by the MHC Membership Committee with photos by photos by © Zachary M Sipe 2022 (first published in the July 2022 Equiery)

The National Pike Festival and James Shaull Wagon Train is a step back in time. The festival takes place in Washington County the weekend before Memorial Day, starting on a Friday evening in Clear Spring and over two days, travels 32-miles in a wagon-train journey to Boonsboro. “Travel the Road that Made the Nation” Wagon trains have been rolling since 1989 as a part of the Washington County segment of the National Pike Festival. Located between the Allegheny Mountains and the Blue Ridge Mountains, Washington County played a key role in opening the West to the nation.

In 1797, Baltimore bankers and businessmen were instrumental in extending the Baltimore-National Pike, also known in Washington County as the Bank Road, to Cumberland. This roadway became part of the National Road. In 1806, President Thomas Jefferson signed into law an act authorizing federal funds to build a westward road starting in Cumberland, Maryland. Construction began in 1811, and by 1838, had reached Vandalia, Illinois, covering a distance of about 620 miles. The National Road was the first road built by the federal government, setting the stage for federal support of our modern transportation system. Many counties in Maryland, West Virginia, Pennsylvania, and Ohio celebrate this 300-mile route with authentic wagon train re-enactments and other period activities.

The National Pike Festival and James Shaull Wagon Train is organized by the James Shaull Wagon Train Foundation, Inc. The Foundation was formed in 2000 in honor of James Shaull. “Jimmy,” who farmed with his Belgian horses, started the Washington County segment of the National Pike Festival, and was the Wagon Master for the National Pike Festival in 2000, prior to his death in a farming accident. Passersby would often stop on Sharpsburg Pike in Boonsboro to watch him plow his fields with his four abreast Belgian horse-hitch.

The Foundation’s mission is to educate the public by continuing the tradition of the National Pike Festival Wagon Train which retraces the route of the Old National Road that helped open the West. The Foundation awards scholarships from the proceeds of the Wagon Train to high school students, preferably from Washington County Public Schools, who seek to further their education in Agriculture, Agronomy, Bio-Chemistry, Chemistry, Horticulture, or other related fields. Applicants must have a 3.0 GPA and apply for the scholarship by submitting a statement of interest which describes their career goals.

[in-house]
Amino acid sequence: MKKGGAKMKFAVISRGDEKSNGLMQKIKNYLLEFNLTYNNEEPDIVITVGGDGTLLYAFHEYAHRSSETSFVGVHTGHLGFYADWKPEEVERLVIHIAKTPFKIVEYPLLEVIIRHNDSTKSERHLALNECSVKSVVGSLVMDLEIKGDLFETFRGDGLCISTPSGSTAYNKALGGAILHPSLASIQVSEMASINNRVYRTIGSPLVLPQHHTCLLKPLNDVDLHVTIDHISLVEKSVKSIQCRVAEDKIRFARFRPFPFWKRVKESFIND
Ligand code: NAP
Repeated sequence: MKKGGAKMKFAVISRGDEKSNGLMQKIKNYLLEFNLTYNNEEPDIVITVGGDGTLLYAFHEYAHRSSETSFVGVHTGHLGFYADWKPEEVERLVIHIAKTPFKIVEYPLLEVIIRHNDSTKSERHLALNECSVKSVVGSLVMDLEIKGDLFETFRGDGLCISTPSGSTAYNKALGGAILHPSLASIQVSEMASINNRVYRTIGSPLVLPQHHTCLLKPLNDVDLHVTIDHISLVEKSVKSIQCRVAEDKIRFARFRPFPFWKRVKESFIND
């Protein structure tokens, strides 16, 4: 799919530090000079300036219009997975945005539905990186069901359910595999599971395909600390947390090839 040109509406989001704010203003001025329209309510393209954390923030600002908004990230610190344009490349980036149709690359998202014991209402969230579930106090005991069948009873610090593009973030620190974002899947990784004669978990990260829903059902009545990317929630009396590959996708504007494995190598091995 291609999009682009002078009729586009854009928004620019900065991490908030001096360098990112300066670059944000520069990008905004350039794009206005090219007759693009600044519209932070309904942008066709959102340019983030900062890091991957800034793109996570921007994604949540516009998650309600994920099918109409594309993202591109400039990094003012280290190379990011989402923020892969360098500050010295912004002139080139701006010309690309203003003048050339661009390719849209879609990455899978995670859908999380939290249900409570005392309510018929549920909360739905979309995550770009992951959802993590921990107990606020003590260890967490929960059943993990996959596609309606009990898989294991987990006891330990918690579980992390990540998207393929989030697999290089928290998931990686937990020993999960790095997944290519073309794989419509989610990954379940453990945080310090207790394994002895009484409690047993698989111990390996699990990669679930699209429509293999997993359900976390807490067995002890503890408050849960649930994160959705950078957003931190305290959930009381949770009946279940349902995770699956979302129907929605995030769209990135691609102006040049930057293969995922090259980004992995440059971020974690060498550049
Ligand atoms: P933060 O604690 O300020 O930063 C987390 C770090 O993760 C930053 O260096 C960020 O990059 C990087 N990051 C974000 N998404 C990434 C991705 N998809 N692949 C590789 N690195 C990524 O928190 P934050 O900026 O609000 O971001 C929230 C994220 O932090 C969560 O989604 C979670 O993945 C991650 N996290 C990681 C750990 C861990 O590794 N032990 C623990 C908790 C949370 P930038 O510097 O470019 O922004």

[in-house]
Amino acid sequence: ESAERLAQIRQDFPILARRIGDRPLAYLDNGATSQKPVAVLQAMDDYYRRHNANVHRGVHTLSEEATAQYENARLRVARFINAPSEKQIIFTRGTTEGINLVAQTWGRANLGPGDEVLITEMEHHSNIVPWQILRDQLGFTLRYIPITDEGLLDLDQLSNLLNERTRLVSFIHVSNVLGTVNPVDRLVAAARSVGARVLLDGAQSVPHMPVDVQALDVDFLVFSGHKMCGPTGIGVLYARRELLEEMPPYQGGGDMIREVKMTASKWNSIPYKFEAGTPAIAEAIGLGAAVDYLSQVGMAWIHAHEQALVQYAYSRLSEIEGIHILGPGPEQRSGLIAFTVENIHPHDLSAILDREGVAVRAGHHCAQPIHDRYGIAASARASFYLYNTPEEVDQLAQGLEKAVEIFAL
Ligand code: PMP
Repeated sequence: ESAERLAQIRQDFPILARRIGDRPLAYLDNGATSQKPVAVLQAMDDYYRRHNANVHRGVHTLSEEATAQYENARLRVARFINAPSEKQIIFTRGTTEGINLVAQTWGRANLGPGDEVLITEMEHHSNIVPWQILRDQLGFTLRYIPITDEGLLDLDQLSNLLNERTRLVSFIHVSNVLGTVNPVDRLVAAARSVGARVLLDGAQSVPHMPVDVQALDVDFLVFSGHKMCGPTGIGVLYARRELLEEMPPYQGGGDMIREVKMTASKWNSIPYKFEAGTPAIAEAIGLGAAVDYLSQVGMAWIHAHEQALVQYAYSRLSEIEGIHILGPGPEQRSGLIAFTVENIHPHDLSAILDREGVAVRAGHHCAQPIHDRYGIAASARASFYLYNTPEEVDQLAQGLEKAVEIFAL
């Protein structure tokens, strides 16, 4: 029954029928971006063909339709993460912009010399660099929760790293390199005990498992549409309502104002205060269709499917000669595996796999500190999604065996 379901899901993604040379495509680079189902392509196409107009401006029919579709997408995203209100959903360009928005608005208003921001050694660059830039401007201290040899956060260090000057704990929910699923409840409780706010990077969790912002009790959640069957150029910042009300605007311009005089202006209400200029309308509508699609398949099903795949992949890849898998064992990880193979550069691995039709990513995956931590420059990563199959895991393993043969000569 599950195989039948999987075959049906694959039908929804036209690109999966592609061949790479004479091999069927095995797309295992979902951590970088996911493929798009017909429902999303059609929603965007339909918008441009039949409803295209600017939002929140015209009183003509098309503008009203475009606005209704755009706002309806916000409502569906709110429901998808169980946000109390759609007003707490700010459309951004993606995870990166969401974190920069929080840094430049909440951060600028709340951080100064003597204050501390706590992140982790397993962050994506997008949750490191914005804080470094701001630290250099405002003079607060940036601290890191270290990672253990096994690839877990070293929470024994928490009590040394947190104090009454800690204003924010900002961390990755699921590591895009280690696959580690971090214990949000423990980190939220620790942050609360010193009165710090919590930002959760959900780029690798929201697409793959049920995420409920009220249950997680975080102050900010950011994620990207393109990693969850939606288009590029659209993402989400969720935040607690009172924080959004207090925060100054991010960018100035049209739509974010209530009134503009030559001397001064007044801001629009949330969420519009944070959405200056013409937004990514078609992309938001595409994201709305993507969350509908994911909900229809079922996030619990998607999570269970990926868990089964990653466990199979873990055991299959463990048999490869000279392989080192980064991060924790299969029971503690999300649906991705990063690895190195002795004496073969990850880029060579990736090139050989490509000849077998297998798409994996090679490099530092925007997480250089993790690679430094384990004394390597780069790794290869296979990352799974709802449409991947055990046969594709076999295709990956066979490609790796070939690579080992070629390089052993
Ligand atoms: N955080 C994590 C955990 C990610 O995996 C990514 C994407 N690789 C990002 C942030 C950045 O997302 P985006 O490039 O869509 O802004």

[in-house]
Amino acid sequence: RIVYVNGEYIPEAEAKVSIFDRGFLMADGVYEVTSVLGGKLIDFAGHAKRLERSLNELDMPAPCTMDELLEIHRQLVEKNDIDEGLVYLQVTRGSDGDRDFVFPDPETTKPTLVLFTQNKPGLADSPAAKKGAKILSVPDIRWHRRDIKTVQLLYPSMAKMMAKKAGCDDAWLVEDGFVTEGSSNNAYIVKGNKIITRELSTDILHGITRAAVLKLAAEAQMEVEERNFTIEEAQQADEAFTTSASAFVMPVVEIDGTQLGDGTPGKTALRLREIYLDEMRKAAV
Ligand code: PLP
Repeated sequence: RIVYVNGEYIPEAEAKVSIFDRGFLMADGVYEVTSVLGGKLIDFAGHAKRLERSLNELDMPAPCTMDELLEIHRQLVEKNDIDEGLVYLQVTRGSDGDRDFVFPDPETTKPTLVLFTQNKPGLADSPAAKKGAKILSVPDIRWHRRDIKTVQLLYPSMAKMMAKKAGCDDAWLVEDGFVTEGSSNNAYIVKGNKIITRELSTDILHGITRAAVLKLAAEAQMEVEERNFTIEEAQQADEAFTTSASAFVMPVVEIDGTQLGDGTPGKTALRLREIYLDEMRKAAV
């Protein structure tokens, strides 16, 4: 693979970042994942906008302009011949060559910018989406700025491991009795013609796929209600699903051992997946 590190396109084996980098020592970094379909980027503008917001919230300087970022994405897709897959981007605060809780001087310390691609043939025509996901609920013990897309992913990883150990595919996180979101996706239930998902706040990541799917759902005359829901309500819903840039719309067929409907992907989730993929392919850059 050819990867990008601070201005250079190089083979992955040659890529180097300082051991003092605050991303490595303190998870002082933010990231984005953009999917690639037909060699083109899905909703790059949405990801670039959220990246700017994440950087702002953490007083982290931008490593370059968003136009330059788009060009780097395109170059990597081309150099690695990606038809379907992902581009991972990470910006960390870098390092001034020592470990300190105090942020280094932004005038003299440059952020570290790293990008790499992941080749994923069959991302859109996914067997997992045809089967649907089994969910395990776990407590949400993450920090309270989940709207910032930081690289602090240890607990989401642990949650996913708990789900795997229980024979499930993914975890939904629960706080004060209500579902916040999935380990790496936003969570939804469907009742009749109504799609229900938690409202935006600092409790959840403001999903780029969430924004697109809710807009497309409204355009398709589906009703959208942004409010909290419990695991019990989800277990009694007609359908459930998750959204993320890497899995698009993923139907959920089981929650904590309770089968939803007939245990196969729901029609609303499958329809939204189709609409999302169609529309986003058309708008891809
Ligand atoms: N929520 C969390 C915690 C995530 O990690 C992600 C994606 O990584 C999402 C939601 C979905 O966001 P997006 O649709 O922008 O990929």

This year, the Festival offered an opening night of festivities, including The Warp Rock Band, and an encampment at the Clear Spring Volunteer Fire Company Bingo Hall. The Wagon Train headed out Saturday morning to the R.H. Wilson General Store in Clear Spring, which was one of many historic establishments along the National Road. Rufus Wilson built the general store near the banks of Maryland’s Conococheague Creek in 1847. The store attracted drovers, farmers, and travelers. Eventually, bypassed by a railroad and modern highways, business dwindled, and the store closed its doors in 1975. Today, the R.H. Wilson and Son General Store has been carefully restored. Purchased in 1983 by Lewis and Frances Horst, this historic landmark appears as a page right out of the 19th century. The store features a selection of cheeses and meats, period toys, old fashioned candies, glass bottled soda, old-time remedies, heirloom seeds and antiques.

Another stop on the Wagon Train is the historic Hagerstown City Park, which features the Jonathan Hager House & Museum, the original homestead of Hagerstown’s founder Jonathan Hager. The City Park offers man-made lakes, wooded walking trails, picnic facilities, and active recreation facilities. It is also home to the Washington County Museum of Fine Arts, the Hagerstown Railroad Museum and Engine 202, and the Mansion House Art Center.

The Wagon Train’s Saturday night encampment was at the Funkstown Community Park. Jacob Funck planned a village named “Jerusalem” in 1767. Early residents referred to the town as “Funck’s Jerusalem Town’”, which became part of Washington County in 1776, and was incorporated as “Funkstown” in 1840. In 1823 the Old National Pike was built through “Funck’s Town” and the first of two stone arch bridges was constructed over the Antietam Creek by James Lloyd to allow traffic on the Old National Pike to pass over the creek on its way toward the Allegheny Mountains.

The Wagon Train’s final stop was Shafer Park in Boonsboro. Boonsboro was founded in 1792 by two brothers, George and William Boone, cousins of Daniel Boone. Boonsboro had a sleepy start. In 1803, 11 years after the town was established, there were only 24 houses. Boonsboro’s growth and prosperity got a boost in part by the construction of the National Road. In 1823, a new process called “macadam” was used to finish an unpaved section of the turnpike from Boonsboro to Hagerstown. This was the first time this road building process was used in the United States.

Additional stops on the Wagon Train’s itinerary include Huyett’s Crossroads and the Wacohu Grange, and Ravenwood Lutheran Village. Visiting the wagon train along the route is encouraged and is open to the public and free. The 2023 dates are May 19-21. For more information visit, or follow the National Pike Festival and James Shaull Wagon Train on Facebook.